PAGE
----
From our point of view, underestimation of incidence exists. Rebleeding in early pre-hospital stage and in patients with late diagnosis of aSAH are examples of susceptible group. Delay in admission into high volume hospital (more 35 aSAH cases per year) is a serious problem in developing and developed countries.

Risk Factors

Since the past century, numerous studies have identified some factors related to Rebleeding. Larsen et al. [5] summary all of them:

Factors not associate with Rebleeding:

As the authors exposed, disagreement persist about factors related to Rebleeding after aSAH, divergences reflects variation in study design and definition of study variable. Also there should be mentioned the small and specific criteria for selecting sample in that studies.

In fact, risk factors of Rebleeding after aSAH need to be researched more carefully, especially to identify modified factors in pre-hospital stage, because there will be available new therapeutic options to prevent this fatal complication.

However, the best current evidence suggests some factors related to aneurysm rebleeding including longer time to aneurysm treatment, worse neurological status on admission, initial loss of consciousness, previous sentinel headaches (severe headache lasting >1 hour that do not lead to the diagnosis of aSAH), larger aneurysm size, and possibly systolic blood pressure >160 mmHg [10]. One recent meta-analysis concluded that risk factors associated to rebleeding compromised elevated systolic pressures, poor Hunt-Hess grades, intracerebral or intraventricular hematomas, aneurysms >10 mm in size, and aneurysms in the posterior circulation [11].


Mechanism that produced rebleeding remains still uncertain. Several theories have been proposed. Most theories come from experimental investigations and they are the basis of treatment strategies. Transmural pressure, system coagulation and fibrinolysis are the most important elements.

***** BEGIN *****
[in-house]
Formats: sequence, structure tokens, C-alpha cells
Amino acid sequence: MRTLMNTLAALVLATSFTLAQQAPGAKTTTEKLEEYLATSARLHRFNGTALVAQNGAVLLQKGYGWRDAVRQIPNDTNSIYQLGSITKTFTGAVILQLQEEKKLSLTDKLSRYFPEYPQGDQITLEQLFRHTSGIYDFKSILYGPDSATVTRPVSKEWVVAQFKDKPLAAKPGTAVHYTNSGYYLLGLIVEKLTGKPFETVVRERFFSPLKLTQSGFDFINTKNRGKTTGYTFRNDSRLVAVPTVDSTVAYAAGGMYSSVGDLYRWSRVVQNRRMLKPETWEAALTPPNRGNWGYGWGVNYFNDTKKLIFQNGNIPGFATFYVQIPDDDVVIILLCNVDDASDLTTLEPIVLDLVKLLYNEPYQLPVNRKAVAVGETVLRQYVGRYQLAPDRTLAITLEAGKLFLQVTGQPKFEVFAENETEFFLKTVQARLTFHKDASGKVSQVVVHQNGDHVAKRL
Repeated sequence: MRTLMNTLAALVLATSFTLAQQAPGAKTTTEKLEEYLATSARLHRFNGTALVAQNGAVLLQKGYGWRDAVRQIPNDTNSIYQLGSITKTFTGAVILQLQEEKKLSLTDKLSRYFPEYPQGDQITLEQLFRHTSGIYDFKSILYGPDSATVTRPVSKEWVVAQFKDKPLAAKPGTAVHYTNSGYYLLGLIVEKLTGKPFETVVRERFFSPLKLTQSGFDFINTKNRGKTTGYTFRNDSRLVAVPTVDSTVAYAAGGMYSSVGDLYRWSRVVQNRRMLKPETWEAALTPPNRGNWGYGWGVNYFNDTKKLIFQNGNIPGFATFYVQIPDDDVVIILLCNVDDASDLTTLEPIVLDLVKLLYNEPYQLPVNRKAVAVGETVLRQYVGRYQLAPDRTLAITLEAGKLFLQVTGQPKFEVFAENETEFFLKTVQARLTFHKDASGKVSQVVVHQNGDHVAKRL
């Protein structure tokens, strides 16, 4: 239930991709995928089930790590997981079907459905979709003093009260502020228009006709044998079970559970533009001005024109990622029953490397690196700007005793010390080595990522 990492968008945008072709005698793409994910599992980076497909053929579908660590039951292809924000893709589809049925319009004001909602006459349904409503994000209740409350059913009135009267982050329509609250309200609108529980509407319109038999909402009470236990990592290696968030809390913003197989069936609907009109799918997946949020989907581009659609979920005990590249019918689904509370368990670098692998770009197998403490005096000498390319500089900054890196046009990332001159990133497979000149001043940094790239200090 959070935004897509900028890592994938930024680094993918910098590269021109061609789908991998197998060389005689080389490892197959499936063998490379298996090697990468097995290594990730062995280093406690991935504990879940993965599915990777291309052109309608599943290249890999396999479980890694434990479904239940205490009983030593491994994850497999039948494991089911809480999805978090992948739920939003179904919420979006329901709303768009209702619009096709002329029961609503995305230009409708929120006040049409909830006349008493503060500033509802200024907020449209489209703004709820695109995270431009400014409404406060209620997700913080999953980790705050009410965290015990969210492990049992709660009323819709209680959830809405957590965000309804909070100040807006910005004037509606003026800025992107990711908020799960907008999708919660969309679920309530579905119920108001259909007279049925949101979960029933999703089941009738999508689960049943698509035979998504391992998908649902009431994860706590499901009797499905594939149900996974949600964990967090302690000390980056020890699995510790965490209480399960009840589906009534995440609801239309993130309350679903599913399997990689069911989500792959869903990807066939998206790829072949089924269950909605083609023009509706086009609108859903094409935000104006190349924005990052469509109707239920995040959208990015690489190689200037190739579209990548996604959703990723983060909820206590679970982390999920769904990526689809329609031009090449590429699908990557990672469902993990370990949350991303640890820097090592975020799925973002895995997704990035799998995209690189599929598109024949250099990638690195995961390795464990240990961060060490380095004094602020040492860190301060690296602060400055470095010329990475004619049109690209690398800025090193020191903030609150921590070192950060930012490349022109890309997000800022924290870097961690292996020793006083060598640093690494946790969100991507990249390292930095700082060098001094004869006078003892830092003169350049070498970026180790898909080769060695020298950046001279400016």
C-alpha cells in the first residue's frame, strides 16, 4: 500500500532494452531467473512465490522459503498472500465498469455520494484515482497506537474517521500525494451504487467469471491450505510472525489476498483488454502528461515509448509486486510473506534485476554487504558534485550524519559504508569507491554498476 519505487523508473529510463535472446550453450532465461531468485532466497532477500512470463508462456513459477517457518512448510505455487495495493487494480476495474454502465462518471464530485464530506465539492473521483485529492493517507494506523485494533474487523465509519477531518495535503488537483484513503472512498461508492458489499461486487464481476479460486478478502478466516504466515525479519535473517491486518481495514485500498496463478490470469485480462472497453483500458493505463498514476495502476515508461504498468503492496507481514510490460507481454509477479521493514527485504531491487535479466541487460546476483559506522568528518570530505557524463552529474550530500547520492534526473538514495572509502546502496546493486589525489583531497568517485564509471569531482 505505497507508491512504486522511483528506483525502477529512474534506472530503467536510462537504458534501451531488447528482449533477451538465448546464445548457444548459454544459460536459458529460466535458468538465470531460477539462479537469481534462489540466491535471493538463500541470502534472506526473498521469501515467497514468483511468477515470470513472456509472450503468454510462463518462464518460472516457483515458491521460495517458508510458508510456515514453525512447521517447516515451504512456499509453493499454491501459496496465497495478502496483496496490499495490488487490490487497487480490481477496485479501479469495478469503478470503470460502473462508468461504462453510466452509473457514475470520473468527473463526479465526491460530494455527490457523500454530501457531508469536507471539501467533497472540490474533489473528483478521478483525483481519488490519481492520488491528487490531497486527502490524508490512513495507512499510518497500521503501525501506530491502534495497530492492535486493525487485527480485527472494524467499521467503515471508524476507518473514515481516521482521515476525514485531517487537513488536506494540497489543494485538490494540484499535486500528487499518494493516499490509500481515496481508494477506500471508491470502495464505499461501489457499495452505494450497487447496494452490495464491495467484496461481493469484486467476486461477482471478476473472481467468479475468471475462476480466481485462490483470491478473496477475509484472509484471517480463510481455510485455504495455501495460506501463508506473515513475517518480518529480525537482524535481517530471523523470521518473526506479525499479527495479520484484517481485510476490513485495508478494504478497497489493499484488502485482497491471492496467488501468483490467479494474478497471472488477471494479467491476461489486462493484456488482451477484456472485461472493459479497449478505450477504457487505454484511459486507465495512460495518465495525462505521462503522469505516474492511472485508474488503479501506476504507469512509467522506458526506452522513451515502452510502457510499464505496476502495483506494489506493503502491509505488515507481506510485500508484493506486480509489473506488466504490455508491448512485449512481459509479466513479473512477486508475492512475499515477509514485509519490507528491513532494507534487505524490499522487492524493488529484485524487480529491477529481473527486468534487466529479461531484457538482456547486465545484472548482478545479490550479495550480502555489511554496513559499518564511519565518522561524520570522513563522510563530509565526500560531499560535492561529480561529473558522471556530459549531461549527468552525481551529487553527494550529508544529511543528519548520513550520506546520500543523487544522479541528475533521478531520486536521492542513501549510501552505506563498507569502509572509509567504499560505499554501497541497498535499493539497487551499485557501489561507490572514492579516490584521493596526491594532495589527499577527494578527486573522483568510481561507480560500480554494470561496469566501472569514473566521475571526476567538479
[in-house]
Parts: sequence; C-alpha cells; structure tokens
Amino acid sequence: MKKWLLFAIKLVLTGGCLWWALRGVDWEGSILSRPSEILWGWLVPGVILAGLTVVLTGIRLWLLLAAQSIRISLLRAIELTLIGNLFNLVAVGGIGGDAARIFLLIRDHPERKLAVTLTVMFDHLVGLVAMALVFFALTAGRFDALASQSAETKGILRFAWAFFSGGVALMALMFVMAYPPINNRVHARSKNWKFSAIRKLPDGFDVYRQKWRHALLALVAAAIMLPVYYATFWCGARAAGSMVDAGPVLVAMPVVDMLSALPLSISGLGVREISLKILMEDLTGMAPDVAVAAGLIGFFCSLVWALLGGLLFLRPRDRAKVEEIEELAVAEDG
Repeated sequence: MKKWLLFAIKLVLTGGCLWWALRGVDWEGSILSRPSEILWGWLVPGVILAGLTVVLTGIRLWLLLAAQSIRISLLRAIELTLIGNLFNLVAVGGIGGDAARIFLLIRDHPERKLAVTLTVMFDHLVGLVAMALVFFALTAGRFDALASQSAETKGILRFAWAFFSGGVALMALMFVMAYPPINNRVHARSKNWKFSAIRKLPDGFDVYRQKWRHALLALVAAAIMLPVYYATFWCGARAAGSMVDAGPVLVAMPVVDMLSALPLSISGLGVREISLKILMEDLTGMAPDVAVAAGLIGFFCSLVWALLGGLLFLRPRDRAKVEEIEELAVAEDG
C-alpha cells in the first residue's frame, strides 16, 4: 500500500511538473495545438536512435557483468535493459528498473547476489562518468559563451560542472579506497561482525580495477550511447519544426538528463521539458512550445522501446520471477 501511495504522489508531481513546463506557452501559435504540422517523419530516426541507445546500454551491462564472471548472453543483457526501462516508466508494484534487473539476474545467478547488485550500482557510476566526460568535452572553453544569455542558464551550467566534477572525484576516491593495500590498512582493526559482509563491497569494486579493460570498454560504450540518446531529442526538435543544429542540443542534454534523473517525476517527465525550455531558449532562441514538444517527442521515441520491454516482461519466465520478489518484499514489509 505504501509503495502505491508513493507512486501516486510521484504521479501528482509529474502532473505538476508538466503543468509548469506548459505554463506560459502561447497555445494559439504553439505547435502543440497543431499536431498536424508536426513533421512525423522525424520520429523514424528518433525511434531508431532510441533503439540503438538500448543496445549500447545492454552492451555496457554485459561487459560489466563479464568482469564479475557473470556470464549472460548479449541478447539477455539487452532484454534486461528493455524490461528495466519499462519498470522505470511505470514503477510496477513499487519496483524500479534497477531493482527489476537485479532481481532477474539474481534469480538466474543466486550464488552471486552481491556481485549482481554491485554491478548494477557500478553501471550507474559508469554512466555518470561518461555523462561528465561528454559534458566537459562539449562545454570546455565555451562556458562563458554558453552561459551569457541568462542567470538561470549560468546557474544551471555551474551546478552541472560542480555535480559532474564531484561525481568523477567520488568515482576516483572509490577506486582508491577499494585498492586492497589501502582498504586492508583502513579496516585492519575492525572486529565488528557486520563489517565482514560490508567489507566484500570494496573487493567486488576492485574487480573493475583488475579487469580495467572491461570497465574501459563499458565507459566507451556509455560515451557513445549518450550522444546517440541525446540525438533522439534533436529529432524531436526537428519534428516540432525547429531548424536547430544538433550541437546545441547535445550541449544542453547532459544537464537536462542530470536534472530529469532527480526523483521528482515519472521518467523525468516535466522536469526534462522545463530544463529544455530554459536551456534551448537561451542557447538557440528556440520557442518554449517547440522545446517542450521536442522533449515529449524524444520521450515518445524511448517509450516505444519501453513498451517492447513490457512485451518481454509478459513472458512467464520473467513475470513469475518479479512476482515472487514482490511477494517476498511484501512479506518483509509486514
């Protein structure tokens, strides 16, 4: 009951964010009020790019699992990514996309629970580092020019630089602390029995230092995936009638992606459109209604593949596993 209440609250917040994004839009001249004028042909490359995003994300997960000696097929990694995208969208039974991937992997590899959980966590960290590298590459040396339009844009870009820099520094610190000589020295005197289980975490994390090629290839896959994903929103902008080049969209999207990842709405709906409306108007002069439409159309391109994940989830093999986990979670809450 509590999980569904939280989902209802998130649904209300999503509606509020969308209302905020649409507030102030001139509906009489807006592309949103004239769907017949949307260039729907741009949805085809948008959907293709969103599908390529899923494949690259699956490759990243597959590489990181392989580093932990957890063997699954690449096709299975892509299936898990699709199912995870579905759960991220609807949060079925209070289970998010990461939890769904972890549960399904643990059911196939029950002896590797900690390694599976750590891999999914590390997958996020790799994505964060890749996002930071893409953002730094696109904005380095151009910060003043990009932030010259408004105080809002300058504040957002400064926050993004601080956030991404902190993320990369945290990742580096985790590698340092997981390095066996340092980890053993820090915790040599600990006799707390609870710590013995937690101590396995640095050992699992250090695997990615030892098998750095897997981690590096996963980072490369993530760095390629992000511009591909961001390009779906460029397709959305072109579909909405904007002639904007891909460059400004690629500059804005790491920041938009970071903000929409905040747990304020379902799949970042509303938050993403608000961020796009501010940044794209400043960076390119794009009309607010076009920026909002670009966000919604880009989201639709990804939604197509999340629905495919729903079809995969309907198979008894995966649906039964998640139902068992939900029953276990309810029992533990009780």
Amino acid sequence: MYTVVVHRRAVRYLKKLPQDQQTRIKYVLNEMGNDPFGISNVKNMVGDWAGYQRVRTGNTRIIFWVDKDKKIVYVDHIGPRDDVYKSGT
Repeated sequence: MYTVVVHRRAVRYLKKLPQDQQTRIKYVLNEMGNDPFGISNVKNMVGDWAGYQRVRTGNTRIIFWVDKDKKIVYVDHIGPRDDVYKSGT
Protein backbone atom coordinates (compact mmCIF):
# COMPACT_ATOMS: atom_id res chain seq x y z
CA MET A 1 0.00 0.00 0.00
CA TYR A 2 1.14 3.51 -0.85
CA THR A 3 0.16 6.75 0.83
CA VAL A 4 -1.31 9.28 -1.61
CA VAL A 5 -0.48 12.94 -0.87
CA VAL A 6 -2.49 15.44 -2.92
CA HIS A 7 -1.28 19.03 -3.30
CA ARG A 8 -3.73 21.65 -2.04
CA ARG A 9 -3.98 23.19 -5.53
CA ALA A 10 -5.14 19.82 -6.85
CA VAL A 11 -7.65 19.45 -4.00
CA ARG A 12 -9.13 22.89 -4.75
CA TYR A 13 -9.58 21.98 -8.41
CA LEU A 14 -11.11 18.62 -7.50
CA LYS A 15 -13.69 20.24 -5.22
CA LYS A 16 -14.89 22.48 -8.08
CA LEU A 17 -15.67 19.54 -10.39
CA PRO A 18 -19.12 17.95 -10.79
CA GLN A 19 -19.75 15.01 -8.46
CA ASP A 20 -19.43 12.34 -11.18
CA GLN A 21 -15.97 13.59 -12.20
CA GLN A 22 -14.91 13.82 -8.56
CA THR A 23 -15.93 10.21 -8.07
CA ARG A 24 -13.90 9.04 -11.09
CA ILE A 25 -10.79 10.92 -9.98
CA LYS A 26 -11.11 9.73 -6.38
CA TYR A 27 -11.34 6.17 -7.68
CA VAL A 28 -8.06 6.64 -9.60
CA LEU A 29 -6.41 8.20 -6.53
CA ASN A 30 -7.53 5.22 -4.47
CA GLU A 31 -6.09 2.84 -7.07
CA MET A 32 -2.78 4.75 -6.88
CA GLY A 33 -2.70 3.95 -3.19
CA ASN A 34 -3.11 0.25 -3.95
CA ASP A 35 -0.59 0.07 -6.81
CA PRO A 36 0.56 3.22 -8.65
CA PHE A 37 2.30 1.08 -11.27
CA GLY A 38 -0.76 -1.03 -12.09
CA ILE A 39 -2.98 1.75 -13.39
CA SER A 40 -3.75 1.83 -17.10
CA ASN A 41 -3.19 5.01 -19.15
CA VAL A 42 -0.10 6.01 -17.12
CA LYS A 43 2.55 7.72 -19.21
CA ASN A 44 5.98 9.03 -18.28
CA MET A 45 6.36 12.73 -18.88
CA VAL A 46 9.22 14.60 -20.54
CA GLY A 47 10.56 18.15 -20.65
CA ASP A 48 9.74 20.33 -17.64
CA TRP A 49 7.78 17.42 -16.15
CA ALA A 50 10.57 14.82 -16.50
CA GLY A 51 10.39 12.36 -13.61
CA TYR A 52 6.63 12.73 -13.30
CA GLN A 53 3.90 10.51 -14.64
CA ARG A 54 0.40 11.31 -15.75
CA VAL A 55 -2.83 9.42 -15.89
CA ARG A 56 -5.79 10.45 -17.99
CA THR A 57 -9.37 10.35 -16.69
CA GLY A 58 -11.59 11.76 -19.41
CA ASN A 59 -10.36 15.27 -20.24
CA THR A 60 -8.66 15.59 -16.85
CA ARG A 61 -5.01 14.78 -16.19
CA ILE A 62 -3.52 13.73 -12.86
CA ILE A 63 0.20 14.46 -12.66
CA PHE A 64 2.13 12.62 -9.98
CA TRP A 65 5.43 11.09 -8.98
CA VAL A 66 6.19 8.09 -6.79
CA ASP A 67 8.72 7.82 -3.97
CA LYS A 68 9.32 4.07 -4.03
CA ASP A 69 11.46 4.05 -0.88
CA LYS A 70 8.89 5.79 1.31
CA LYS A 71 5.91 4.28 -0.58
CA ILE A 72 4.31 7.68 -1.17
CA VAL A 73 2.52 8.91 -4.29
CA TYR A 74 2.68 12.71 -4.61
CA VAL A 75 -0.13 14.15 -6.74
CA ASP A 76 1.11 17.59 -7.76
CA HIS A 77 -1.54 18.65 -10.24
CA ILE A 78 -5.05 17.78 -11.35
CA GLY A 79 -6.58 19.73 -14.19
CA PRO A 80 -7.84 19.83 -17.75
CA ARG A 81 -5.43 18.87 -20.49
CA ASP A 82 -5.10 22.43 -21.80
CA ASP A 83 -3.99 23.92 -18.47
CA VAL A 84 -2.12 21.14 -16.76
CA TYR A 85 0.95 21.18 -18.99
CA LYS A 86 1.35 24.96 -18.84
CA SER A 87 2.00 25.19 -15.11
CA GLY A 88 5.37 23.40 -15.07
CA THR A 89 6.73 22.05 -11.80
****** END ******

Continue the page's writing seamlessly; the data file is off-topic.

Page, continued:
Transmural pressure is equivalent to the difference between intra-aneurysmal pressure and Cerebrospinal Fluid (CSF) pressure against wall artery. Any increase on arterial pressure or decrease in cerebrospinal fluid pressure leads to an increase of the transmural pressure and consequently to an aneurysmal re-rupture. According to this theory, the leverage between intra and external pressure in wall artery is necessary to contribute with the integrity of the initial clot after the aneurysmal rupture.

High blood pressure rise intra-aneurysmal pressure, consecutively transmural pressure and they increase the risk of rebleeding. Those are the reason why Guidelines of Management of aSAH recommended reasonable decrease systolic blood pressure to <160 mm Hg. Although, the magnitude of blood pressure control to reduce the risk of rebleeding, has not been well stablished yet [10].

Although, recent studies try to demonstrated the CSF drainage by external catheter increase rebleeding rates (according decrease CSF pressure and increase of transmural pressure), has not been found any evidence yet that preoperative ventriculostomy performed after aSAH is associated with an increased risk of aneurysm rebleeding when early aneurysm surgery is performed [12,13].

Many coagulation and fibrinolysis factors have been proposed to play a relevant role in CSF and plasma after aSAH. Some of them are trying to link it to rebleeding. Thrombin-antithrombin complex, Plasminogen activator inhibitor 1, Plasmin-antiplasmin complex, D-dimer, reduced platelet aggregability are some examples [14].


Diagnosis of rebleeding includes clinical manifestations and neuroimagen test. Clinical spectrum varies from a mild increase of headache to coma. Most patients refer an abrupt increase of headache and loss of consciousness, however. In another cases the loss of consciousness after a seizure or appearance or/and an increase focal sign may be related to a presence of rebleeding too.